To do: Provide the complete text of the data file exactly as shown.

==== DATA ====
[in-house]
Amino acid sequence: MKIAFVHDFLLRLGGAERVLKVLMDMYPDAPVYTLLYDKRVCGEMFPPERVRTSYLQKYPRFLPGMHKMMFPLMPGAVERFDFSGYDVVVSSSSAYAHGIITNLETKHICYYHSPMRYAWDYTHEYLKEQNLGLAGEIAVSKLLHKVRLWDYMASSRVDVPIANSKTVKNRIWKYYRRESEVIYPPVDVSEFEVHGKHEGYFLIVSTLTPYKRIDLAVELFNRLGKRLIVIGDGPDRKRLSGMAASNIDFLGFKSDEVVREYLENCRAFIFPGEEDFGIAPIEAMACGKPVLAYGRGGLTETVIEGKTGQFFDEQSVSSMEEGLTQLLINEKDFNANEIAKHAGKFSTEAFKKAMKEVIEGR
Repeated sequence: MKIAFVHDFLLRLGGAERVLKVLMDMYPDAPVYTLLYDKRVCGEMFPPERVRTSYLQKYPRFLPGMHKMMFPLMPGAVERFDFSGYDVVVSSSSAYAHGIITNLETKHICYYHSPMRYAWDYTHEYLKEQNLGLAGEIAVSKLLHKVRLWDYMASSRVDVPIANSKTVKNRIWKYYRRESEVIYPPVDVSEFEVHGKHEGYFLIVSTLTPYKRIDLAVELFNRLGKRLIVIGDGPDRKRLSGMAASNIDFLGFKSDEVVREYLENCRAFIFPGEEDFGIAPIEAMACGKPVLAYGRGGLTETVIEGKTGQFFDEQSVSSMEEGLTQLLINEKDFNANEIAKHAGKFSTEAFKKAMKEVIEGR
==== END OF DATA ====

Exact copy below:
[in-house]
Amino acid sequence: MKIAFVHDFLLRLGGAERVLKVLMDMYPDAPVYTLLYDKRVCGEMFPPERVRTSYLQKYPRFLPGMHKMMFPLMPGAVERFDFSGYDVVVSSSSAYAHGIITNLETKHICYYHSPMRYAWDYTHEYLKEQNLGLAGEIAVSKLLHKVRLWDYMASSRVDVPIANSKTVKNRIWKYYRRESEVIYPPVDVSEFEVHGKHEGYFLIVSTLTPYKRIDLAVELFNRLGKRLIVIGDGPDRKRLSGMAASNIDFLGFKSDEVVREYLENCRAFIFPGEEDFGIAPIEAMACGKPVLAYGRGGLTETVIEGKTGQFFDEQSVSSMEEGLTQLLINEKDFNANEIAKHAGKFSTEAFKKAMKEVIEGR
Repeated sequence: MKIAFVHDFLLRLGGAERVLKVLMDMYPDAPVYTLLYDKRVCGEMFPPERVRTSYLQKYPRFLPGMHKMMFPLMPGAVERFDFSGYDVVVSSSSAYAHGIITNLETKHICYYHSPMRYAWDYTHEYLKEQNLGLAGEIAVSKLLHKVRLWDYMASSRVDVPIANSKTVKNRIWKYYRRESEVIYPPVDVSEFEVHGKHEGYFLIVSTLTPYKRIDLAVELFNRLGKRLIVIGDGPDRKRLSGMAASNIDFLGFKSDEVVREYLENCRAFIFPGEEDFGIAPIEAMACGKPVLAYGRGGLTETVIEGKTGQFFDEQSVSSMEEGLTQLLINEKDFNANEIAKHAGKFSTEAFKKAMKEVIEGR